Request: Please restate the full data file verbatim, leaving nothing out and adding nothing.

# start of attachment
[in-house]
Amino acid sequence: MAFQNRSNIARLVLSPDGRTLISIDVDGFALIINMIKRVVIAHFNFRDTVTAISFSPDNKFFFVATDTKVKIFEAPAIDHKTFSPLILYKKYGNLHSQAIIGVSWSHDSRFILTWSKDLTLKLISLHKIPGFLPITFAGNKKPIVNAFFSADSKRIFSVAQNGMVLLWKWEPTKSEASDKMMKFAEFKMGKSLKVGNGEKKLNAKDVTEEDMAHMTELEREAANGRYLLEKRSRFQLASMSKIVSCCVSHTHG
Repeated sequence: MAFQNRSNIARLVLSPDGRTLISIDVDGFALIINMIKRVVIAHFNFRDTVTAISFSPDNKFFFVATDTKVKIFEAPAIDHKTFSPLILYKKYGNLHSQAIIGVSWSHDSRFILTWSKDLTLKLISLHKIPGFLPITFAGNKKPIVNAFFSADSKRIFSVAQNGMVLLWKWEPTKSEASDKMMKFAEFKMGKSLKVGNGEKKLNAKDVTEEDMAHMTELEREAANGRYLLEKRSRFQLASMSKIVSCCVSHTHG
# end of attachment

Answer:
[in-house]
Amino acid sequence: MAFQNRSNIARLVLSPDGRTLISIDVDGFALIINMIKRVVIAHFNFRDTVTAISFSPDNKFFFVATDTKVKIFEAPAIDHKTFSPLILYKKYGNLHSQAIIGVSWSHDSRFILTWSKDLTLKLISLHKIPGFLPITFAGNKKPIVNAFFSADSKRIFSVAQNGMVLLWKWEPTKSEASDKMMKFAEFKMGKSLKVGNGEKKLNAKDVTEEDMAHMTELEREAANGRYLLEKRSRFQLASMSKIVSCCVSHTHG
Repeated sequence: MAFQNRSNIARLVLSPDGRTLISIDVDGFALIINMIKRVVIAHFNFRDTVTAISFSPDNKFFFVATDTKVKIFEAPAIDHKTFSPLILYKKYGNLHSQAIIGVSWSHDSRFILTWSKDLTLKLISLHKIPGFLPITFAGNKKPIVNAFFSADSKRIFSVAQNGMVLLWKWEPTKSEASDKMMKFAEFKMGKSLKVGNGEKKLNAKDVTEEDMAHMTELEREAANGRYLLEKRSRFQLASMSKIVSCCVSHTHG